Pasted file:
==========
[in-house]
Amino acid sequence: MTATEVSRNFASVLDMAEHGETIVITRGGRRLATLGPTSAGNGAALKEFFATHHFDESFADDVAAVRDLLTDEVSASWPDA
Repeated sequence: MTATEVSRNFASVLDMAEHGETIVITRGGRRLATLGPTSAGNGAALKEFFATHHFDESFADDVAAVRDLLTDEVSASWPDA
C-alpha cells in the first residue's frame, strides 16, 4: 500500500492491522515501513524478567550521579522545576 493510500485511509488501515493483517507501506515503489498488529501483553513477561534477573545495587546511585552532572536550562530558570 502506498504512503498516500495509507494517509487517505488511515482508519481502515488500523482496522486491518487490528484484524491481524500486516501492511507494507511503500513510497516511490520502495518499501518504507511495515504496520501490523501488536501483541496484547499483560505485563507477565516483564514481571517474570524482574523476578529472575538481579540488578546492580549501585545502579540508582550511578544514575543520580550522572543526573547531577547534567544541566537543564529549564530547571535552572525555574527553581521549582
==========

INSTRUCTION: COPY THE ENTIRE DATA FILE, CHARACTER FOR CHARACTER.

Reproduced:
[in-house]
Amino acid sequence: MTATEVSRNFASVLDMAEHGETIVITRGGRRLATLGPTSAGNGAALKEFFATHHFDESFADDVAAVRDLLTDEVSASWPDA
Repeated sequence: MTATEVSRNFASVLDMAEHGETIVITRGGRRLATLGPTSAGNGAALKEFFATHHFDESFADDVAAVRDLLTDEVSASWPDA
C-alpha cells in the first residue's frame, strides 16, 4: 500500500492491522515501513524478567550521579522545576 493510500485511509488501515493483517507501506515503489498488529501483553513477561534477573545495587546511585552532572536550562530558570 502506498504512503498516500495509507494517509487517505488511515482508519481502515488500523482496522486491518487490528484484524491481524500486516501492511507494507511503500513510497516511490520502495518499501518504507511495515504496520501490523501488536501483541496484547499483560505485563507477565516483564514481571517474570524482574523476578529472575538481579540488578546492580549501585545502579540508582550511578544514575543520580550522572543526573547531577547534567544541566537543564529549564530547571535552572525555574527553581521549582